Keyless Entry Goes Home
from the as-long-as-my-house-doesn't-honk-and-flash-lights dept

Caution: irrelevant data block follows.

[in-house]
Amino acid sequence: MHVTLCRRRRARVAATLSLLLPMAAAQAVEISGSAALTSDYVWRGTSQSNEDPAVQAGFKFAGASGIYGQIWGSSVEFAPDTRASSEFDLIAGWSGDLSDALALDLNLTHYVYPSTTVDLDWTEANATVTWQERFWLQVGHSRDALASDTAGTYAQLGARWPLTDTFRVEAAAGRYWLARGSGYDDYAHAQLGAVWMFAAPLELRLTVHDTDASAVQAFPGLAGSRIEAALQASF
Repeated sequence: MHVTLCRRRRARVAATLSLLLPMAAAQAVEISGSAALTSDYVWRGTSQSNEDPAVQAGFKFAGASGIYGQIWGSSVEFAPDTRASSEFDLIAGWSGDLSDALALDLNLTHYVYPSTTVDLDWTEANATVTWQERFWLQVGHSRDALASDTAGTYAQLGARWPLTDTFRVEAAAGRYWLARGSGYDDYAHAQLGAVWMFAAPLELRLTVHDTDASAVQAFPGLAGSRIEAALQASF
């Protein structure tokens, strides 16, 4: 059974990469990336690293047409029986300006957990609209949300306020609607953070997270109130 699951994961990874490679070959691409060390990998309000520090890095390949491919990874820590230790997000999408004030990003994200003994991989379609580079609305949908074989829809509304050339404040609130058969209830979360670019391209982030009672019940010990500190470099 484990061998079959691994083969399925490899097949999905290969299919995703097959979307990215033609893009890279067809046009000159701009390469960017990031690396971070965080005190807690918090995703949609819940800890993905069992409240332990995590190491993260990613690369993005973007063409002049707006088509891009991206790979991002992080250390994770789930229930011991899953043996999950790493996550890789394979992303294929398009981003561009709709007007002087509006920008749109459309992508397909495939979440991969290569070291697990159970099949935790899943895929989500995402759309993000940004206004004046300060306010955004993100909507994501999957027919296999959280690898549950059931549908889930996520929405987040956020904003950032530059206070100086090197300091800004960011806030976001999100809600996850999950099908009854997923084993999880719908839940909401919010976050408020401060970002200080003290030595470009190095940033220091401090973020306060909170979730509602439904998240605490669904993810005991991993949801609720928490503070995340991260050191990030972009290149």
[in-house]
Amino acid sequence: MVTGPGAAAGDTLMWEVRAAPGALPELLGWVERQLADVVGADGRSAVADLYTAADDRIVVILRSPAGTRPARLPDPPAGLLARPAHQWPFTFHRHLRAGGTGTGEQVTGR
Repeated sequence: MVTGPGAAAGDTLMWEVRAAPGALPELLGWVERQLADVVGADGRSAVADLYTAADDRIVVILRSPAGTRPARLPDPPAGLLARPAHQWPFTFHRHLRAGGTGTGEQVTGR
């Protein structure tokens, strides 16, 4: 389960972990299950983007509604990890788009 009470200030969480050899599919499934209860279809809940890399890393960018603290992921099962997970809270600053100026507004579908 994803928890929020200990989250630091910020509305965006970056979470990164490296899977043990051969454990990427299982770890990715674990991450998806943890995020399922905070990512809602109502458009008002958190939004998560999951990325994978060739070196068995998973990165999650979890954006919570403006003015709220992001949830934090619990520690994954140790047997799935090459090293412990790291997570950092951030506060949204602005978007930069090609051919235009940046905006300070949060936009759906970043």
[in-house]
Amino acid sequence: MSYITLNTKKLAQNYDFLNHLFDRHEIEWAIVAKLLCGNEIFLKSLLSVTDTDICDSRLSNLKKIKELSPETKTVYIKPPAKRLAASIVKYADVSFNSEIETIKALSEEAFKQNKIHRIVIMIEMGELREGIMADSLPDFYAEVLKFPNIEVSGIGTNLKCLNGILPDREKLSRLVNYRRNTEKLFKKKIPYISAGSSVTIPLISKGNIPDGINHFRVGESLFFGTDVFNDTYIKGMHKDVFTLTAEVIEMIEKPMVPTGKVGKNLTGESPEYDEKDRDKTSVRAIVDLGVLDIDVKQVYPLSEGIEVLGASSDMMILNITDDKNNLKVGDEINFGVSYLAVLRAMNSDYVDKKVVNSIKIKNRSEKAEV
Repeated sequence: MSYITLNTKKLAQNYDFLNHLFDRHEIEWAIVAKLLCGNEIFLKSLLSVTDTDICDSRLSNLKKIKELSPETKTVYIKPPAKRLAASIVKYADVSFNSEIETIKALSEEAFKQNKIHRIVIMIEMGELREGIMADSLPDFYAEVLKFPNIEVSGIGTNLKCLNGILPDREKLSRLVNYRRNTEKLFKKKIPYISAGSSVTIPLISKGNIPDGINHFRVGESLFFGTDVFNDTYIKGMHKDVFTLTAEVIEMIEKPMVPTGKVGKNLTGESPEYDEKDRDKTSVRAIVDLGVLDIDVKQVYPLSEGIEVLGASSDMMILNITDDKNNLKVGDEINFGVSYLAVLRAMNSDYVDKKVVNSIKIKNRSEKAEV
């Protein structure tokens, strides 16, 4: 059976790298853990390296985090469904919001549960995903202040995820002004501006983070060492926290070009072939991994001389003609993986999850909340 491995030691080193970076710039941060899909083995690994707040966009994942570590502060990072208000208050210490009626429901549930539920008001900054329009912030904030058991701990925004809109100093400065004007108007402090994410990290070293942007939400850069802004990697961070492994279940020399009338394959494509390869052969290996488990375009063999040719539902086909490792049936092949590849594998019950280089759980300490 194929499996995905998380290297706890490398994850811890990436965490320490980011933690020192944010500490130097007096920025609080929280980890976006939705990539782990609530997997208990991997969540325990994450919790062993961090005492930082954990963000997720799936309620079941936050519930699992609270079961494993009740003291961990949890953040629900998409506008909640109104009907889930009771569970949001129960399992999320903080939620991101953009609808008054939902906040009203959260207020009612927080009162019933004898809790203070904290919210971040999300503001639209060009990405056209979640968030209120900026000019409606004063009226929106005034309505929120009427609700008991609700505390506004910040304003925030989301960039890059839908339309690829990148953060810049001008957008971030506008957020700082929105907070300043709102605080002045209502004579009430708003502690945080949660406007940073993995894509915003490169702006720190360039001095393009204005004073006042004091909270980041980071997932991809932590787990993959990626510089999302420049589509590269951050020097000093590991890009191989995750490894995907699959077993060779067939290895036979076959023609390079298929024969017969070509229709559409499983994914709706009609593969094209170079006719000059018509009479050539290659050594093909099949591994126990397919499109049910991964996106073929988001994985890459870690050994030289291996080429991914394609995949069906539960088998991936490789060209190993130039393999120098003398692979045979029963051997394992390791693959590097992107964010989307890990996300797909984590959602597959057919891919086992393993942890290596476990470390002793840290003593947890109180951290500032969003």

These days, it seems sort of old fashioned to think about putting a key into the door of your car. I don't think I've ever used the keys to my car to actually open the door. The keychain has a fob that has keyless entry, which is just easier all around. More cars are starting to show up with keyless ignition systems as well (the Prius, for example), so that all you need is the fob in your pocket and you can start the car up automatically. So, why is this only happening in automobiles? It sounds like some home lock makers are starting to move in that direction as well, working on systems for keyless home locks. Right now, they're the basic keypad variety, which are already pretty common as a way to open garage doors, but they say it's only a matter of time until you can open your front door with a key fob, just like your car. Of course, considering that the system used in the keyless entry systems for cars was recently cracked this might make some people nervous -- until they realize that their existing door locks are probably easily picked in seconds with pretty simple equipment. Besides, if you combine keyless entry systems with new sensor networks and home automation systems, you could be alerted the second anyone even unlocked your front door when it probably should remain locked. Still, my only request should such a system be built is that when I click on my key fob to lock my front doors, I'd prefer that the house not honk or flash its lights -- though, having the front light turn on when I unlock the door wouldn't be a bad idea.